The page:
Figure out your long-term retirement budget
The first step for planning your retirement right is the easiest on paper but one of the most daunting to start tackling. Figuring out your long-term budget, meaning the balance of the expenses you’ll encounter once you stop making active income and the lifestyle you’ll want to lead, requires extensive considerations beyond the money in/money out rule. For example, you’ll have to consider how inflation will affect your costs many years in the future, or plan changes in your health insurance as you age.
So, what should be included in your budget? Housing expenses will probably be a major cost (even when your mortgage is paid off in full) as property taxes, insurance, bills, and general maintenance will still be hefty monthly expenses. If applicable, you will need to pay income tax on each withdrawal from your 401(k)s and IRAs, as well as higher healthcare costs. Besides paying for your monthly grocery, holidays, entertainment, and shopping, you’ll have to make sure you have an emergency fund in place to cover the unexpected. When writing down your estimates, you’ll want to lean more on the conservative side: many retirees end up underestimating their expenses once they’re out of work, contributing to a less-than-ideal retirement portfolio.
Putting all these costs down on paper, in black and white, will give you a clear picture of how much money you are going to need to achieve your goals and figure out when you’ll be able to retire comfortably. Depending on your personal financial outlook, you may even be able to get an early retirement or retire much earlier than expected!
Sign up for a 401(k) or equivalent
If you have an employer-sponsored retirement plan, you’ll want to waste no time getting everything set up with HR to start making your contributions.
Many workers are puzzled by the logistics of this qualified retirement plan, though the basics of it are quite simple: a portion of your salary (before tax) will be diverted into long-term investments, while your employer may match some of it up to a set limit. The investment earnings will not be taxed until the employee withdraws that money after retiring, taking full charge of the account.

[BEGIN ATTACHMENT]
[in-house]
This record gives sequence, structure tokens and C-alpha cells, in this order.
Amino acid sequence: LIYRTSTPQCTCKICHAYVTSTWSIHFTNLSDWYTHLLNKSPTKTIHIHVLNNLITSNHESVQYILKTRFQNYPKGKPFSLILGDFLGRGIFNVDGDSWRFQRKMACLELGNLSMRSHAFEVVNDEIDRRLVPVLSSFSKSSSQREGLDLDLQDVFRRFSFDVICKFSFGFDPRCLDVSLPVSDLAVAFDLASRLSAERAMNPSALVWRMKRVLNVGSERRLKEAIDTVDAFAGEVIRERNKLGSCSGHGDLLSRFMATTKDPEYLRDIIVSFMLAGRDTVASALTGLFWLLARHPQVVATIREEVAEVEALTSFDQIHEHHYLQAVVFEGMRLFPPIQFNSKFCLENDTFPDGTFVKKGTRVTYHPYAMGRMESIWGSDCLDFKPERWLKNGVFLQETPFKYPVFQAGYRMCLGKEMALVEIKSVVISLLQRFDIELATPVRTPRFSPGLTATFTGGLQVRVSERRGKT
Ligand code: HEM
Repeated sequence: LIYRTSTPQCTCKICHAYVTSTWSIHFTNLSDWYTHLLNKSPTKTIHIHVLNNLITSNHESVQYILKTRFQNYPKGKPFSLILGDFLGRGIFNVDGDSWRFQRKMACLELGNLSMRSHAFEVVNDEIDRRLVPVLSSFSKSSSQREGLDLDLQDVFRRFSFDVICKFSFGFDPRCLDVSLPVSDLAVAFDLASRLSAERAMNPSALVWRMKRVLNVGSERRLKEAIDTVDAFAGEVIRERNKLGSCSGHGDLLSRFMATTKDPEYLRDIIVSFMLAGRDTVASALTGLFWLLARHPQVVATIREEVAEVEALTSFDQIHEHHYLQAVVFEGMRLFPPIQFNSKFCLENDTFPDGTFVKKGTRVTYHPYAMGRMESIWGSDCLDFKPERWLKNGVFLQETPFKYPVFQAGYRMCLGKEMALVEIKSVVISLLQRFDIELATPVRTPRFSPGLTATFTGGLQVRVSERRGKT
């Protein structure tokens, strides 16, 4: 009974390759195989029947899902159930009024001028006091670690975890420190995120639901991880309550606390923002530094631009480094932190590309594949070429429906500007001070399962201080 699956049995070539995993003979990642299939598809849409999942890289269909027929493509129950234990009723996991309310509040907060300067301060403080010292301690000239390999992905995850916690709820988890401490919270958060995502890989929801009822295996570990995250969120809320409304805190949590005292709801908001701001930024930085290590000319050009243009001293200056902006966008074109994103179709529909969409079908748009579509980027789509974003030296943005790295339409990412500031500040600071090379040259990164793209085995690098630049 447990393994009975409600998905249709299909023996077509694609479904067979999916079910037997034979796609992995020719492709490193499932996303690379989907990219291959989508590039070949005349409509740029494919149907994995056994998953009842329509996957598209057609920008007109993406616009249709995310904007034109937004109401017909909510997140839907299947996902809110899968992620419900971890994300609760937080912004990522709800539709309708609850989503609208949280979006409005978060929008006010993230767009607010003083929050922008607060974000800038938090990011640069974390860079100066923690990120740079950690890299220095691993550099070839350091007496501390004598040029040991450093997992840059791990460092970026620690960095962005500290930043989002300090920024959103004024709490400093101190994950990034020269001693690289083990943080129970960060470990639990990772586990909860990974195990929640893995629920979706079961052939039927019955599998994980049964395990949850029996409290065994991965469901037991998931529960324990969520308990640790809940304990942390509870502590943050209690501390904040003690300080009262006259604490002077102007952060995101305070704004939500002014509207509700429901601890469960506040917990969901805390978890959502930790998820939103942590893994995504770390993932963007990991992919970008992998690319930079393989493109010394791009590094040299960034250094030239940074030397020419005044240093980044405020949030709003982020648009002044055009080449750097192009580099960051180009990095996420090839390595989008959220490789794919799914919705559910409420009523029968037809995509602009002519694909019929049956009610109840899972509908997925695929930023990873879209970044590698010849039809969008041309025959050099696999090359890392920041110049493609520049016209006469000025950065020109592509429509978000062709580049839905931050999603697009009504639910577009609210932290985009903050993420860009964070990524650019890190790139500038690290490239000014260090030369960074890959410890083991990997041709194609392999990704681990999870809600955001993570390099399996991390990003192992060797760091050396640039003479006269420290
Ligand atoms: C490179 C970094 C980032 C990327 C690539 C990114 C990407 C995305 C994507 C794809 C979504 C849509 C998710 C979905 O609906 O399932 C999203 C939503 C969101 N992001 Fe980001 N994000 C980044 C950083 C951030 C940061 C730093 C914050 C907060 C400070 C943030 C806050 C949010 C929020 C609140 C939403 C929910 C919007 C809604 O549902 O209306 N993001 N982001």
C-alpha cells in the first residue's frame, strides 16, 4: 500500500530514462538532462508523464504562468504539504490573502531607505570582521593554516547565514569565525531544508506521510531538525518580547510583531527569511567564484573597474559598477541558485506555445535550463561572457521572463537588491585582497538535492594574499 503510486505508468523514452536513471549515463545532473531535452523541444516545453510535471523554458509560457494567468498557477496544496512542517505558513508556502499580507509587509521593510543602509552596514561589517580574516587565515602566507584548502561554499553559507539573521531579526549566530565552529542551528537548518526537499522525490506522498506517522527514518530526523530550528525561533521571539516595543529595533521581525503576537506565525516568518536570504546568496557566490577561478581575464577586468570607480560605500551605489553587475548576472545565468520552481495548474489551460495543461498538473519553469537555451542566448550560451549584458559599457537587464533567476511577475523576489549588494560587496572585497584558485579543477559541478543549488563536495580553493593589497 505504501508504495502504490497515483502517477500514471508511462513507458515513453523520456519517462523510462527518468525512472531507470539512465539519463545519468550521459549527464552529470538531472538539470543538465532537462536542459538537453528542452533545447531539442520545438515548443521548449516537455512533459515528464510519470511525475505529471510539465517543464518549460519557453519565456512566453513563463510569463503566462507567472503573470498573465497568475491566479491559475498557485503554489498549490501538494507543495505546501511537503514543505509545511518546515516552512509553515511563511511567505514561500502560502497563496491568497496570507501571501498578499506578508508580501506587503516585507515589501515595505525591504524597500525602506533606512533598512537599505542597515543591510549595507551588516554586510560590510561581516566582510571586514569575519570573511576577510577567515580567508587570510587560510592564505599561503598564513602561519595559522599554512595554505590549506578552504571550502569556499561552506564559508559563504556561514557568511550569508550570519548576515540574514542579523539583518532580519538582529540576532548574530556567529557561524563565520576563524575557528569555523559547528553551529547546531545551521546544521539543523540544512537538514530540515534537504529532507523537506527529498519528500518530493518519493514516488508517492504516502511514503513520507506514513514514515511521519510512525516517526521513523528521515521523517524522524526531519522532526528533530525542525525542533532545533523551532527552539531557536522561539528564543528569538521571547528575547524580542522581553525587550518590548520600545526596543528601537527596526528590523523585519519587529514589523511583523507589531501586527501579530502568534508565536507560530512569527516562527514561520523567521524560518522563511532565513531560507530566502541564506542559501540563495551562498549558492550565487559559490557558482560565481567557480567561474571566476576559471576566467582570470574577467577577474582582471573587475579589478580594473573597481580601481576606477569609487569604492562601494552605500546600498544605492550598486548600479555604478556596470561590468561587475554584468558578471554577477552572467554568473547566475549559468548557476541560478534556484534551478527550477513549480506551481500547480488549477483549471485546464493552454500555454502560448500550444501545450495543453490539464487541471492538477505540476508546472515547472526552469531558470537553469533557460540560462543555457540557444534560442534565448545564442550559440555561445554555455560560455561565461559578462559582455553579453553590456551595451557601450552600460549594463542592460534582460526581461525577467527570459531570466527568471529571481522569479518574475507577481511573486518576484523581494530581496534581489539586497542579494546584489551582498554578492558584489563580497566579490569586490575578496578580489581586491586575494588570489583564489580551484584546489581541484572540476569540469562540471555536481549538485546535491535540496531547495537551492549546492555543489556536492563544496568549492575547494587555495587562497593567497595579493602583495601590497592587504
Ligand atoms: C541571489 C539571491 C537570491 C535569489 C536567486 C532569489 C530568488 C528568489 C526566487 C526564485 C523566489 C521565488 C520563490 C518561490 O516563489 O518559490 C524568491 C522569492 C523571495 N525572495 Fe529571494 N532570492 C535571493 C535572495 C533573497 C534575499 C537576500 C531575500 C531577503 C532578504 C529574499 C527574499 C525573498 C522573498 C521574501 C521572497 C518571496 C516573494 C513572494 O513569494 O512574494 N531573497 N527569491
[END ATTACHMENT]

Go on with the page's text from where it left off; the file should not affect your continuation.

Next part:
At a minimum, you’ll want to contribute enough money to get all the matching funds offered by your employer: on average, the employer match is 50% of contributions and up to 6% of salary, meaning that you could be able to claim free money worth 3% of your salary every year. Unlike most investment ventures, it’s a guaranteed return of your money, so if you’re lucky enough to have access to an employer-sponsored pension plan, you should take advantage of it!
Pay off high-interest debt
High-interest debt can come back to haunt you in later years, so it’s essential to keep track of credit cards, loans, and any other outstanding debt before retiring — it all comes down to simple math!
As a general rule of thumb, if you keep a balance on your credit cards and pay an interest rate at or above the high single digits, you’ll save more in interest by paying that off as soon as you can, rather than use investment returns.
Open a retirement account
If an employer-sponsored plan is not available for your circumstances (or if your employer doesn’t match your contributions), you’ll want to look into different ways of setting up a retirement account.